Nowadays we are all so aware and well informed about skincare. We know what products suit our skin type, which specific ingredients our skin needs, which ingredients we rather avoid. We are more informed than ever. But one thing that still tends to get overlooked and doesn’t get the attention it deserves is the skin’s first line defense barrier; the acid mantle. Today’s post is all about this protective layer. I will try to explain the importance of this barrier, how the skin's pH is involved, and how to keep it all balanced.
The Acid Mantle is a Protective Barrier
The acid mantle is a very thin, slightly acidic film that covers the surface of the skin. It is composed of secretions from sweat and sebaceous glands and fatty acids provided by beneficial microflora residing on the skin. The acid mantle acts as a barrier to harmful bacteria, viruses, and other contaminants that might penetrate the skin. When the acid mantle is disrupted, the skin loses it’s natural balance. Essential epidermal lipids can no longer be synthesized, which results in the skin losing water and eventually drying out. The skin basically loses it’s protective barrier. When the barrier is lost, the skin is less resilient and more sensitive to environmental aggressors. It becomes dry, sensitive, and susceptible to infections and diseases like Atopic Dermatitis and Rosacea.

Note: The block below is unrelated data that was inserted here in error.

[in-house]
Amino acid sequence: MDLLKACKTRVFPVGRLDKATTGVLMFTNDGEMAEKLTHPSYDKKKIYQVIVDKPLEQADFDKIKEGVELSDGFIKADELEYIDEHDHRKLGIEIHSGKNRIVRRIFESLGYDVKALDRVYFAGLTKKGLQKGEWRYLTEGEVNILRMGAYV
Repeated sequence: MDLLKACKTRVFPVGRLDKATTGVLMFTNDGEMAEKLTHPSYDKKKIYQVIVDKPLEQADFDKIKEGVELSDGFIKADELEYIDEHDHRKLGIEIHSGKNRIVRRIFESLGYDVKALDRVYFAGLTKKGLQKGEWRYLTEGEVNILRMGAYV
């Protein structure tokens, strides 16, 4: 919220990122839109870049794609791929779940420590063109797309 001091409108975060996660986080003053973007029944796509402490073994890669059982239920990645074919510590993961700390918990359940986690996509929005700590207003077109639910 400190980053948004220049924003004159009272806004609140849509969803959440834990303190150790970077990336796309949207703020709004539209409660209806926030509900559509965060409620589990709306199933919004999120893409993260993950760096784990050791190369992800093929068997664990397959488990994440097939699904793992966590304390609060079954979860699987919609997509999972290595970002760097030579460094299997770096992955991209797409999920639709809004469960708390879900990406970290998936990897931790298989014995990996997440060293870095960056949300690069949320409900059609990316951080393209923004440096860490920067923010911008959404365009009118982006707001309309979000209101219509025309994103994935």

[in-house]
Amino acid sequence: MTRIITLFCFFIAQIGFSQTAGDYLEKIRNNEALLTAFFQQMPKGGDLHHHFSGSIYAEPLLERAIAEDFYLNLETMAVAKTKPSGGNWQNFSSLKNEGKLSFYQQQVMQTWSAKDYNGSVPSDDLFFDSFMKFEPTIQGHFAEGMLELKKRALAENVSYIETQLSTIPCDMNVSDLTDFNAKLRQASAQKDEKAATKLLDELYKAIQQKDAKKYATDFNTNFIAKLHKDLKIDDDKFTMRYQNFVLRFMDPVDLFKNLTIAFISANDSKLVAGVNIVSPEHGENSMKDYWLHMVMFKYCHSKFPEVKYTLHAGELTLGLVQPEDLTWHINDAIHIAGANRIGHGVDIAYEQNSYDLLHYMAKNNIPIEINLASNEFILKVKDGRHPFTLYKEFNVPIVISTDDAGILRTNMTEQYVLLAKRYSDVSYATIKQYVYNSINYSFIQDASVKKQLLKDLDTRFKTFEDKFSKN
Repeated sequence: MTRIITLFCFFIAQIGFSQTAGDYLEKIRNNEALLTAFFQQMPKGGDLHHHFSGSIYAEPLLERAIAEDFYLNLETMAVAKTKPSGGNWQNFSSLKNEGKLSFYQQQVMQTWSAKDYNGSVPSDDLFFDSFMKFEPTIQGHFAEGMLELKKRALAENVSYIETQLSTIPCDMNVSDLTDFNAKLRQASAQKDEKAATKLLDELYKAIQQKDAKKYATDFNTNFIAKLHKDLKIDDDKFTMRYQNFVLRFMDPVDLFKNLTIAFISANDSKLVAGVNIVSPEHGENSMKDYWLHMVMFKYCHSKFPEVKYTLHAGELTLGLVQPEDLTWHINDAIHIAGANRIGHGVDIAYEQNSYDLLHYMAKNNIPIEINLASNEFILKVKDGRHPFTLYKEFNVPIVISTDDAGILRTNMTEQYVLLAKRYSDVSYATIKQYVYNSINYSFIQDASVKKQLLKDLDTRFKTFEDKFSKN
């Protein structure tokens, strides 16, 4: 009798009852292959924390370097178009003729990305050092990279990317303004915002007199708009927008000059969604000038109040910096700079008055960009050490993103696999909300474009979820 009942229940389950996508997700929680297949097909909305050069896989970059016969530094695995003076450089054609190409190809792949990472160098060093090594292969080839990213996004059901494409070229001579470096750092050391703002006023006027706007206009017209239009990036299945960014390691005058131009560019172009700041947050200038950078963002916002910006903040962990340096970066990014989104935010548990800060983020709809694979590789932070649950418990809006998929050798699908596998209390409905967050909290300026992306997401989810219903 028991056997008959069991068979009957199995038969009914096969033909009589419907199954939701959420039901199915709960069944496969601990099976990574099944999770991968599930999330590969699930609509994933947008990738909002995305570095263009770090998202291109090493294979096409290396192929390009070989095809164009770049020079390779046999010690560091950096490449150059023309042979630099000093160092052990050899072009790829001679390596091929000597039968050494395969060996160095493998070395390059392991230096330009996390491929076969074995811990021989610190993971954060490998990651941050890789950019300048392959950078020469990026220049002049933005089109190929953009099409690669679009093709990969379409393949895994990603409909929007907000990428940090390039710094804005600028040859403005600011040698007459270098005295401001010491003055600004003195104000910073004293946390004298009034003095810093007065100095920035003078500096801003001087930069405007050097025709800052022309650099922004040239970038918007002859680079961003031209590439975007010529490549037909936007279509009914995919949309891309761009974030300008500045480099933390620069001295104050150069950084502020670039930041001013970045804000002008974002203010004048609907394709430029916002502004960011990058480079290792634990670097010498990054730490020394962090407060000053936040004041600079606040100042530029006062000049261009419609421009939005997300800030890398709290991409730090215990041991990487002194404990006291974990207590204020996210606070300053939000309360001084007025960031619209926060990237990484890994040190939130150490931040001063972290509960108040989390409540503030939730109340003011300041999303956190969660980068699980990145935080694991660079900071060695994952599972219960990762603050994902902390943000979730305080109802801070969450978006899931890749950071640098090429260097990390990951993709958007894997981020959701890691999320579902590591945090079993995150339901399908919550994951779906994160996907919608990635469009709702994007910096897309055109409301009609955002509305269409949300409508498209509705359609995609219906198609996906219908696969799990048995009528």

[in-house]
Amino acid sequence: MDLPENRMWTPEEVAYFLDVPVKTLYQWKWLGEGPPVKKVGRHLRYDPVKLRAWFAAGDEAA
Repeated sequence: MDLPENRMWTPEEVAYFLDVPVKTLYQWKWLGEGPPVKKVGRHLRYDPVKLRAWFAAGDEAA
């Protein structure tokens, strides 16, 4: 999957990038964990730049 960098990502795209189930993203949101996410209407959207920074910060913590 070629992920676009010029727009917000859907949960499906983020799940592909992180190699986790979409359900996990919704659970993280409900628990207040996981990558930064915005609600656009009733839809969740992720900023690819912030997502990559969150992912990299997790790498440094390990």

The Acid Mantle and the Skin's pH
The key element to the acid mantle is acidity. This is where pH comes into play. The pH level of the skin describes how acidic or alkaline it is. A pH of 7 is considered ‘neutral’. A pH below 7 is considered ‘acidic’ and everything above 7 is considered alkaline. Healthy skin has a pH of ~4.5-5.5, so slightly acidic. An acidic pH is vital to keep the acid mantle intact. When the skin’s pH starts to elevate, the acid mantle slowly degrades and the protective barrier gets lost, giving a free pass to contaminants to penetrate the skin.
What is disrupting the skin’s pH?
So what can cause the skin’s pH to rise and disrupt it’s protective layer?
The main environmental triggers that can strip the skin from it’s protective barrier include:
-Changes in temperature and humidity
-Dirt and pollution
-Washing too frequently
-Alkaline cosmetics (especially cleansers)
Alkaline cosmetics typically refer to cleansers and detergents used in cleansers (pH 9-10). One such detergents used in cleansers is sodium lauryl sulfate (SLS). SLS gets rid of oil and dirt, but it’s so harsh that it also strips away the skin’s acid mantle.
To cleanse your skin more gently you can switch to pH-balanced cleansers. These types of cleansers have a slightly lower pH, usually around 5.5, which keeps your skin’s acid mantle intact while still effectively cleansing it.
However, the #1 advice I could give you (from personal experience) is to only wash your face when it’s absolutely necessary. Because even the water you use for cleansing by itself can be a little drying.
On the other end of the spectrum, you don’t want to put very acidic products on your face either. Stronger acids also strip away the protective layer. For example, don’t go squeezing lemon juice (pH 2) over your face. It will upset your skin and your skin will probably turn red and itchy. Try using products that have a pH in the range of 3-6.5.
International Journal of Cosmetic Science, September 2006, pages 359-370.
Clinics in Dermatology, January 1996, pages 23-27.